Please Note: This Article is 6 years old. This increases the likelihood that some or all of it's content is now outdated.

Savvy landlords know that the key to a successful property empire is variety. Are you courting tenants with cash burning in their pocket or low-earners whose rent takes up most of their wage? The answer is to look to all parties, catering to both with the same level of high-quality service.

But being a top-notch landlord takes more walk than talk.

You can’t leave tenants hanging around waiting for repairs, you can’t keep them in the dark about lease renewals and you can’t give them rude and unsatisfactory service. Well, you can – just don’t expect a repeat customer.

The finest landlords, no matter who they’re serving, know that being a fixer is the name of the game. If you’re leasing property after property then fobbing off your tenants, your agency will go down the toilet quicker than the career of a disgraced actor.

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With that in mind, we’ve racked our noodles to give you tips on how to treat your tenants fairly, no matter who the client.

The beautiful basics

You’re a potential renter viewing a flat. Everything seems above board – until you sign the lease. Once you’ve moved in, you notice the mould in the bedroom wardrobe, the dodgy tap in the kitchen and the squeaky floorboard in the hall.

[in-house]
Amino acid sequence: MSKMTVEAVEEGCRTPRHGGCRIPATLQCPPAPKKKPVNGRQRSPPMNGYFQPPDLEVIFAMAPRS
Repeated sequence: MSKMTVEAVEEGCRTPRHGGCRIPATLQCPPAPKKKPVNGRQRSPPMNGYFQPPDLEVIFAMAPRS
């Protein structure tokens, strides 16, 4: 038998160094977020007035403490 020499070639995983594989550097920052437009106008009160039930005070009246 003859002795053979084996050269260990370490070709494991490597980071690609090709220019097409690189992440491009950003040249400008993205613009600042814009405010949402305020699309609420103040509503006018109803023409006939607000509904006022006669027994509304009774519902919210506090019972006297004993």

Even the shakiest of marriages has a honeymoon period. But do you really want your relationship with your tenant to start with a flurry of complaints about your property?

Before allowing prospective renters to move into your property, ensure that there aren’t any skeletons in the cupboard. Leaving that mould to fester and that tap to stick will only leave you with further, more severe repairs in the future.

A simple connection

Tenants don’t want to be harassed for inspections and consultations every week. They want their house to be a home, preferably without a nanny-letting agent haranguing them at all hours. But they also want someone who’s easy to contact, personable and able to facilitate repairs with ease.

If you’re a small agency and don’t want to be harassed by emergency repair requests at every waking hour, invest in a virtual receptionist who can take your calls for you during your off-hours.

But the tenant/letting agent relationship is a two-way street.

Be prepared to check up on your properties every six months or so to ensure they’ve come to no harm. When it comes to contacting your letters, balances is key – enough to know your property is safe and not enough to irritate your customers.

Know the business

You aren’t the only landlord in your city. There are plenty more – and some of them could make perfect contacts.

Reach out to other people in your field to find out how they treat their tenants, what they view as fair repair times, who the best contractors are, and what to do when you’ve got a renter from hell.

There are plenty of avenues to make business contacts within your field. Hit up LinkedIn, create a networking event in your local area, or simply give similar companies a call. After all, the savvy landlord isn’t afraid to ask for a helping hand.

Article Courtesy of: Shop Property

Please Note: This Article is 6 years old. This increases the likelihood that some or all of it's content is now outdated.

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